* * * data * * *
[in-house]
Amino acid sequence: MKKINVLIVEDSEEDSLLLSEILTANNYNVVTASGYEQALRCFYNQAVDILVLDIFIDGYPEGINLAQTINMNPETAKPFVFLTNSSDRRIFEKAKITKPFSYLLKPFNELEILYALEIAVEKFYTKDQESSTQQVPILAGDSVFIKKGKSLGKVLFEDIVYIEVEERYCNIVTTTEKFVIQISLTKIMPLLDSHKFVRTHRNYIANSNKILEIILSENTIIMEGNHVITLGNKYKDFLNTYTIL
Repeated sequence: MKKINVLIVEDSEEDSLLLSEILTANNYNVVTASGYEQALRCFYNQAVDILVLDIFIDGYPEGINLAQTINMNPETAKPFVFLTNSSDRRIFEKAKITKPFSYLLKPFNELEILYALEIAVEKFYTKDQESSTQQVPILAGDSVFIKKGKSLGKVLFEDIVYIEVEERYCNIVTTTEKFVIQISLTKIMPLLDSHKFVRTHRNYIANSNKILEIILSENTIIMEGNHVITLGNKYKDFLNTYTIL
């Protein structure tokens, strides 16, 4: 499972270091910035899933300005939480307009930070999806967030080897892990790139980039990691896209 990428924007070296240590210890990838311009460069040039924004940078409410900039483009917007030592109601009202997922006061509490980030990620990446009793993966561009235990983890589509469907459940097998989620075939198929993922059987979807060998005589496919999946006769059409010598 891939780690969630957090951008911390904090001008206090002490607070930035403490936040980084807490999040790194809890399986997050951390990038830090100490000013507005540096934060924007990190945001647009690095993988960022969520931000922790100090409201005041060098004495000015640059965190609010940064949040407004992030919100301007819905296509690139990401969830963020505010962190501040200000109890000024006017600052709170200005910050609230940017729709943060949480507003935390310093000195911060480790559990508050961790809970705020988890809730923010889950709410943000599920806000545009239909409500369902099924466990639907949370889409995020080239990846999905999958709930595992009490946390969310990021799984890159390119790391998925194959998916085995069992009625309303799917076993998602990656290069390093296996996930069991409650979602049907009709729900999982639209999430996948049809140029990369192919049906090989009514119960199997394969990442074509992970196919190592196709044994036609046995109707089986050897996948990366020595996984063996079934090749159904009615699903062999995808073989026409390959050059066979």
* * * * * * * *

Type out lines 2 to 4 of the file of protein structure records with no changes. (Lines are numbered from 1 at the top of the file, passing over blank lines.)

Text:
Amino acid sequence: MKKINVLIVEDSEEDSLLLSEILTANNYNVVTASGYEQALRCFYNQAVDILVLDIFIDGYPEGINLAQTINMNPETAKPFVFLTNSSDRRIFEKAKITKPFSYLLKPFNELEILYALEIAVEKFYTKDQESSTQQVPILAGDSVFIKKGKSLGKVLFEDIVYIEVEERYCNIVTTTEKFVIQISLTKIMPLLDSHKFVRTHRNYIANSNKILEIILSENTIIMEGNHVITLGNKYKDFLNTYTIL
Repeated sequence: MKKINVLIVEDSEEDSLLLSEILTANNYNVVTASGYEQALRCFYNQAVDILVLDIFIDGYPEGINLAQTINMNPETAKPFVFLTNSSDRRIFEKAKITKPFSYLLKPFNELEILYALEIAVEKFYTKDQESSTQQVPILAGDSVFIKKGKSLGKVLFEDIVYIEVEERYCNIVTTTEKFVIQISLTKIMPLLDSHKFVRTHRNYIANSNKILEIILSENTIIMEGNHVITLGNKYKDFLNTYTIL
């Protein structure tokens, strides 16, 4: 499972270091910035899933300005939480307009930070999806967030080897892990790139980039990691896209 990428924007070296240590210890990838311009460069040039924004940078409410900039483009917007030592109601009202997922006061509490980030990620990446009793993966561009235990983890589509469907459940097998989620075939198929993922059987979807060998005589496919999946006769059409010598 891939780690969630957090951008911390904090001008206090002490607070930035403490936040980084807490999040790194809890399986997050951390990038830090100490000013507005540096934060924007990190945001647009690095993988960022969520931000922790100090409201005041060098004495000015640059965190609010940064949040407004992030919100301007819905296509690139990401969830963020505010962190501040200000109890000024006017600052709170200005910050609230940017729709943060949480507003935390310093000195911060480790559990508050961790809970705020988890809730923010889950709410943000599920806000545009239909409500369902099924466990639907949370889409995020080239990846999905999958709930595992009490946390969310990021799984890159390119790391998925194959998916085995069992009625309303799917076993998602990656290069390093296996996930069991409650979602049907009709729900999982639209999430996948049809140029990369192919049906090989009514119960199997394969990442074509992970196919190592196709044994036609046995109707089986050897996948990366020595996984063996079934090749159904009615699903062999995808073989026409390959050059066979």